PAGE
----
At launch, the expansion slot was locked but the latest PS5 software update has unlocked it which enables users to add an additional SSD for more storage. We tested out the process ourselves while the feature was still in beta, and enjoyed some excellent results.

The console’s SSD expansion slot gives the PS5 another arrow in its quiver against the Xbox Series X. Adding additional internal storage to Microsoft’s console requires the purchase of a pricey proprietary SSD card, whereas Sony’s SSD expansion solution allows you to select between various third-party models that range in price. The PS5 also works with standard external hard drives, but only for carrying over your digital PlayStation 4 games or save files.

disc, digital, edition, which

PS5 review: Interface

The PS5 interface is a clean, attractive and snappy evolution of the PlayStation 4 software. Hopping in and out of games and navigating menus feels instantaneous, to the point where the PlayStation 4 menu now feels sluggish and cluttered by comparison. And while there are some features I’d like to see added to the PS5 interface, it introduces some exciting new ways to get to what you’re playing even faster. Still, there are plenty of PS5 hidden features you need to try.

The home screen will look familiar to PlayStation 4 owners, with a horizontal row of tiles that showcases your most recent games. When you highlight a game, that title’s art will take over the entire home screen while its music plays in the background, which is a neat aesthetic touch. There’s a handy Explore tab that shows news and updates, as well as a Game Library tab that allowed me to instantly start downloading my collection of PlayStation 4 titles. Much like on PlayStation 4, the PS5 lets you capture videos and screenshots, or stream to YouTube or Twitch with a quick tap of the Create button.

I like that the PS5 software looks clean overall, but I do wish there were an option for organizing your games into folders, like there is on PlayStation 4. And while it’s cool seeing the background adapt to whichever game you have highlighted, I’m surprised there’s no option to set custom wallpapers instead. (At least there’s a simple trick to give your PS5 a retro look that turns the logo into the iconic red, yellow, green and blue logo found on earlier versions of the console.)

Longtime PlayStation 4 users will have to shake some muscle memory, as a tap of the Playstation button now brings up a control center that lets you switch apps, view your friends, check notifications, monitor your controller’s battery life and more from the bottom of your screen.

Better yet, you can customize the control center to have quick access to features such as network settings, accessibility options and broadcast controls. It’s a big improvement from the PlayStation 4’s quick menu, which took up a far bigger chunk of the screen and wasn’t as snappy or customizable.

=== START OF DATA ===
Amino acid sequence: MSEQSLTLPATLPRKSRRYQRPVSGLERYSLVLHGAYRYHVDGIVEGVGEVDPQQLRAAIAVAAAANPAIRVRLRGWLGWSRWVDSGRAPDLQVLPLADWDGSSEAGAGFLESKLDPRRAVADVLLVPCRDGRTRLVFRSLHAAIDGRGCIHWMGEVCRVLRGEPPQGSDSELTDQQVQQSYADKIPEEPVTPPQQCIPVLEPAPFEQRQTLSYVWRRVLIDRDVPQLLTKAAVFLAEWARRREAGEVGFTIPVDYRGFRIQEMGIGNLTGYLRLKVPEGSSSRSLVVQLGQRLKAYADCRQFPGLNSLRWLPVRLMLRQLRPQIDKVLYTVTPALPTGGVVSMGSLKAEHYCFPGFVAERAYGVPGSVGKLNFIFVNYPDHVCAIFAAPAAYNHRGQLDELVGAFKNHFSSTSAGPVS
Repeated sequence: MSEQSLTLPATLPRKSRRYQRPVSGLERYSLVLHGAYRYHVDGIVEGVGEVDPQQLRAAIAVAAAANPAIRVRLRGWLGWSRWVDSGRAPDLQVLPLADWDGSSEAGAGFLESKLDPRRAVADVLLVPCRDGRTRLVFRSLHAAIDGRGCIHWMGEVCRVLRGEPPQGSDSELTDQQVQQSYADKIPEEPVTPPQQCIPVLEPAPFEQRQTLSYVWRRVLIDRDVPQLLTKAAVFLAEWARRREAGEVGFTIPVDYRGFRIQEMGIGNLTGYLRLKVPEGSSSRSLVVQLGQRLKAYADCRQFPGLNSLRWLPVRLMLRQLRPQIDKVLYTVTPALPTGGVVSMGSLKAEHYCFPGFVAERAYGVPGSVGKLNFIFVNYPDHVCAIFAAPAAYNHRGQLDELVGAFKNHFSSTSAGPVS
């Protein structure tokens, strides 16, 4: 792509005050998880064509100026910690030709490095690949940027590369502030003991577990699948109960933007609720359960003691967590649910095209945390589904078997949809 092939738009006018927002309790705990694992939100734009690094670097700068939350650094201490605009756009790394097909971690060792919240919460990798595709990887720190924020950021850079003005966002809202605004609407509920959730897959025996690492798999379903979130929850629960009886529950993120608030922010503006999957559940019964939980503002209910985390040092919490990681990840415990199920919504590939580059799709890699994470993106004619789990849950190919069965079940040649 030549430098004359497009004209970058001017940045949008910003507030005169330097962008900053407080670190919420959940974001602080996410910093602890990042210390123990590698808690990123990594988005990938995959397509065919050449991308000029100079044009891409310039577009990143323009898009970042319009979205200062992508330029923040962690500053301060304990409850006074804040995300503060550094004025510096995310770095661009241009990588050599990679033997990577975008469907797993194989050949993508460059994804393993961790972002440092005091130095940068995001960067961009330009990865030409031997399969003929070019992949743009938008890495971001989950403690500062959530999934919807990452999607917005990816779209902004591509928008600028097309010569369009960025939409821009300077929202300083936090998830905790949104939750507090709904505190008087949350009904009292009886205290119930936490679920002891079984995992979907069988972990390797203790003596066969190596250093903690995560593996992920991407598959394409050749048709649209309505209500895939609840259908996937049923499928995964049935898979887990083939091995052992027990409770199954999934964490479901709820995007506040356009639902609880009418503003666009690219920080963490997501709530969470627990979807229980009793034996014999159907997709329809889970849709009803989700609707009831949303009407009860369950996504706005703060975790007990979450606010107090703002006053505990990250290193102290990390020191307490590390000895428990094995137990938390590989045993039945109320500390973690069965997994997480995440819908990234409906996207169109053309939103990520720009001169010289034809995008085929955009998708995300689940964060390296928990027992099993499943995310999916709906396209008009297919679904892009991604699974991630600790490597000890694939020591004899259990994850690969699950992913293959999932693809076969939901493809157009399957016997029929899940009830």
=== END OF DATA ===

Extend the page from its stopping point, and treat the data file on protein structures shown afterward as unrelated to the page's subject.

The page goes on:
Snappy and clean software is great, but the PS5 interface really comes alive when you start playing a game. Tapping the Playstation button while playing a PS5 game brings up the Activities menu, which shows information such as the current progress of your mission, a set of trophies you can go after, or a list of in-game activities that you can jump right into.

For example, I was able to dive into a series of side missions and challenges right from the Activities menu in Spider-Man: Miles Morales without having to actually find them in-game, saving me time I’d have to otherwise spend swinging around Manhattan. You can also access the Activities menu right from your Game Library before you even boot up a game, meaning I was able to hop right into a specific level in Astro’s Playroom without having to deal with any menus.

As someone who doesn’t always have a ton of free time, the ability to jump to a specific chunk of a game at a system level isn’t just appreciated — it’s downright revolutionary. While it may seem like a minor concession to some, the Activities menu could end up changing the way we play games, and I’m really eager to see how developers take advantage of it in the coming years.

My biggest gripe with the PS5 on a software level is that, unlike the Xbox Series X and S, Sony’s console doesn’t seem to be able to suspend multiple titles at once. While Xbox’s Quick Resume feature lets you seamlessly jump between half-a-dozen games while picking up right where you left off in each one, the PS5 requires you to boot up each game from scratch.

What’s more frustrating is that the console doesn’t warn you when your existing game will close in favor of a new one, which could lead to you losing unsaved progress. While the PS5’s load times are so fast that the lack of Quick Resume isn’t a huge issue, it’s a bummer that Sony’s console doesn’t have an answer to one of the Series X’s most convenient features.